I took a chance on this book when I saw it on a Kindle sale back in April. I had never heard of this author, but the story sounded intriguing. Plus the Louisa May Alcott Reading Challenge was coming up, and this would be a good choice for that.

I’m so delighted I took the chance. I enjoyed both timelines and felt for both Johanna and Taylor in their trials.

I also liked the quotes from Louisa at the beginning of every chapter. One favorite was, “All the philosophy in our house is not in the study; a good deal is in the kitchen, where a fine old lady thinks high thoughts and does good deeds while she cooks and scrubs.”

Though I wouldn’t call this book full-out Christian fiction, there were references to forgiveness, faith, and yielding to God.

I’m happy to recommend this book, and I look forward to reading more from this author in the future.

Since this is the only book I am reading for Tarissa‘s LMA challenge, I’ll let this serve as my wrap-up post as well.

Daughters of Northern Shores

Daughters of Northern Shores is the sequel to Joanne Bischof’s Sons of Blackbird Mountain (linked to my review).

Picking up in 1894, four years after the first book, youngest Norgaard brother Haakon has fled his family and gone to sea after betraying his family’s trust. He wrote just a brief note to them when he left and has not written since. They don’t have an address for him. He has lived far from the morals he was raised with. One particular woman who was only a good friend makes him wonder if life could be different for him, if he could settle down with a family. But first he must go home and face those he wronged.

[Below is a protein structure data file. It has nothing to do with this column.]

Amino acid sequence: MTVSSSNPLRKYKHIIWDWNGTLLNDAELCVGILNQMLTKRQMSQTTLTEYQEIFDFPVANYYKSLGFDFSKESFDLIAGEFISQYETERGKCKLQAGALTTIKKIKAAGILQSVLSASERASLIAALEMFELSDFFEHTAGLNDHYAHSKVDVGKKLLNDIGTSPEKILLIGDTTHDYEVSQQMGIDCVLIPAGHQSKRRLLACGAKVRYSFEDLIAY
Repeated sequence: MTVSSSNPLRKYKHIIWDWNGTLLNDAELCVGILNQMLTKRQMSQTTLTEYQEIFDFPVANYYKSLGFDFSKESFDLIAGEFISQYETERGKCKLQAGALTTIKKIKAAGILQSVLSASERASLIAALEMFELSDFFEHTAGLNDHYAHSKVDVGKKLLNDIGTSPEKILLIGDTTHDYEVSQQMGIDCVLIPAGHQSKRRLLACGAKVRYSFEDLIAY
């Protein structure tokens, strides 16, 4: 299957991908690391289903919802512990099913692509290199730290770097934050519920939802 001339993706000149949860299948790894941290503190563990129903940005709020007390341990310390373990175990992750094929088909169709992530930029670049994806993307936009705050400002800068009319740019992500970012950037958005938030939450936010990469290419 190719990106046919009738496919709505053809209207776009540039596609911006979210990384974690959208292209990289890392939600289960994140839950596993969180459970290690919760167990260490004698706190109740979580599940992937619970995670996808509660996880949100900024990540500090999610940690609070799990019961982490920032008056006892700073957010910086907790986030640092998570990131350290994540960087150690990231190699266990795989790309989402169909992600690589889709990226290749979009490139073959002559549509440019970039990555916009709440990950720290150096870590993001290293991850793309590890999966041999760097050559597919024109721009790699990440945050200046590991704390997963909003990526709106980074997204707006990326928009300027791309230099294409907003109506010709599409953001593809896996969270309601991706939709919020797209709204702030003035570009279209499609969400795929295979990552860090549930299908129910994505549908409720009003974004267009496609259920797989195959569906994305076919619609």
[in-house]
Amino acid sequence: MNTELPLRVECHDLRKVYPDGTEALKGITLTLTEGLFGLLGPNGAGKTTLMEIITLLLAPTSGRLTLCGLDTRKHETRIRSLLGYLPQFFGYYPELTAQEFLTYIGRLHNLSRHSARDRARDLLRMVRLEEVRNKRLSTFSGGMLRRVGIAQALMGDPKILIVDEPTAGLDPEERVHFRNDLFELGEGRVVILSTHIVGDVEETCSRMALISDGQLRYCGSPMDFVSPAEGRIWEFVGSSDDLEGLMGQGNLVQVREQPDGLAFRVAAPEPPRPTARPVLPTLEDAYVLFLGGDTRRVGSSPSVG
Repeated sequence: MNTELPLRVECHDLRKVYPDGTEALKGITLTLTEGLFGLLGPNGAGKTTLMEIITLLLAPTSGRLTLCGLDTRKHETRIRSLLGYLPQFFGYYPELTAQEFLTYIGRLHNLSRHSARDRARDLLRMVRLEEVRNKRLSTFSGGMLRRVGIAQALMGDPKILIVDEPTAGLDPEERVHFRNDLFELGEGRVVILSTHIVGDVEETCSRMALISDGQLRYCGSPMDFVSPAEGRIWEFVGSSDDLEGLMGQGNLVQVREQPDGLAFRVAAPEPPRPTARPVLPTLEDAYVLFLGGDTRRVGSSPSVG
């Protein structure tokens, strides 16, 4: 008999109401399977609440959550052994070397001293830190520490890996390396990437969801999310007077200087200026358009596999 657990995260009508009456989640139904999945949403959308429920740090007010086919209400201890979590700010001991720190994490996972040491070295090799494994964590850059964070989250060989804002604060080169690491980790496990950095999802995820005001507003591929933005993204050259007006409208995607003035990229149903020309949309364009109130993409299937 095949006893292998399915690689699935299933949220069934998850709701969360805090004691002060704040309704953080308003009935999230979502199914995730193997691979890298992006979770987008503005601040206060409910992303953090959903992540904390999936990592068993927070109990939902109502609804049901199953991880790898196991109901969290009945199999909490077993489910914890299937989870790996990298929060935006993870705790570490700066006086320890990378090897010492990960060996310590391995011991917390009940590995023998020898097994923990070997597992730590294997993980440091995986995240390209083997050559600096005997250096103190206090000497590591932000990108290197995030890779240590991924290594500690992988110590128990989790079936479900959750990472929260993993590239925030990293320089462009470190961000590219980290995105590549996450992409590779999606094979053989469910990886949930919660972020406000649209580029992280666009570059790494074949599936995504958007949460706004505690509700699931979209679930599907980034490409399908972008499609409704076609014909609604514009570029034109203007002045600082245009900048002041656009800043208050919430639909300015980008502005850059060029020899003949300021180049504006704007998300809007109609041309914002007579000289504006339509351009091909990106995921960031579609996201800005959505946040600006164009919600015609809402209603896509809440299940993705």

Back on Blackbird Mountain in Virginia, Thor and Aven had married and are expecting their first child. Business has gone well since Thor decided to quit making hard cider with his apple orchard produce after his grueling battle with alcoholism. Aven and her sister-in-law make apple pie fillings, applesauce, and other items for the local grocer. But Thor has a nagging pain in his side that is growing stronger. He had watched his father succumb to liver disease after years of alcoholism, so he knows the signs. But he has been sober four years—he thought he staved off affecting his liver.

To add to their troubles, their former neighbors, the Sorrels, cruel former Rebel soldiers and Klansmen, are back for revenge after the Norgaard brothers routed them in the last book. The sheriff has searched for them without success, but the Sorrel men know how to hide. Thor and oldest brother, Jorgan, try to attend to business while keeping their families safe and watching out for a Sorrel ambush.

I loved the first book so much, I was eager to continue on with the Norgaard family. I enjoyed this book just as much. Haakon was not my favorite of the brothers due to his personality and wrong choices in both books. But his desire to come back and apologize to his family starts him on the right path, and I warmed up to him as he slowly learned and changed.

A couple of my favorite quotes: